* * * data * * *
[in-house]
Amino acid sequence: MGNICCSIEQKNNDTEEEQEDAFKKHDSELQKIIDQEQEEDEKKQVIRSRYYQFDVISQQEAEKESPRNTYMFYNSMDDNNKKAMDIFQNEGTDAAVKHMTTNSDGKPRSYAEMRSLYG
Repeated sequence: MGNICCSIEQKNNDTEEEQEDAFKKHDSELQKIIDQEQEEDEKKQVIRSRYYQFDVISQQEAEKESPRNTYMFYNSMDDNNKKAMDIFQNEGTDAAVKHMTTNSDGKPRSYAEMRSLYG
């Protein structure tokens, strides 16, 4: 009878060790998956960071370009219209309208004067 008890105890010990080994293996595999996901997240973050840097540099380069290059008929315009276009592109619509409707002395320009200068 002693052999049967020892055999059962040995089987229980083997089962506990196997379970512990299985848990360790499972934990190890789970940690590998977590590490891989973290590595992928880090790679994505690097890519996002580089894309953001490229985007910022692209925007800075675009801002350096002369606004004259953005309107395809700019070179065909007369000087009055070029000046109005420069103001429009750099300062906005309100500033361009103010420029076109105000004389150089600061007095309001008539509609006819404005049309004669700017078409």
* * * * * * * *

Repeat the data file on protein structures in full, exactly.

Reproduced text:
[in-house]
Amino acid sequence: MGNICCSIEQKNNDTEEEQEDAFKKHDSELQKIIDQEQEEDEKKQVIRSRYYQFDVISQQEAEKESPRNTYMFYNSMDDNNKKAMDIFQNEGTDAAVKHMTTNSDGKPRSYAEMRSLYG
Repeated sequence: MGNICCSIEQKNNDTEEEQEDAFKKHDSELQKIIDQEQEEDEKKQVIRSRYYQFDVISQQEAEKESPRNTYMFYNSMDDNNKKAMDIFQNEGTDAAVKHMTTNSDGKPRSYAEMRSLYG
């Protein structure tokens, strides 16, 4: 009878060790998956960071370009219209309208004067 008890105890010990080994293996595999996901997240973050840097540099380069290059008929315009276009592109619509409707002395320009200068 002693052999049967020892055999059962040995089987229980083997089962506990196997379970512990299985848990360790499972934990190890789970940690590998977590590490891989973290590595992928880090790679994505690097890519996002580089894309953001490229985007910022692209925007800075675009801002350096002369606004004259953005309107395809700019070179065909007369000087009055070029000046109005420069103001429009750099300062906005309100500033361009103010420029076109105000004389150089600061007095309001008539509609006819404005049309004669700017078409």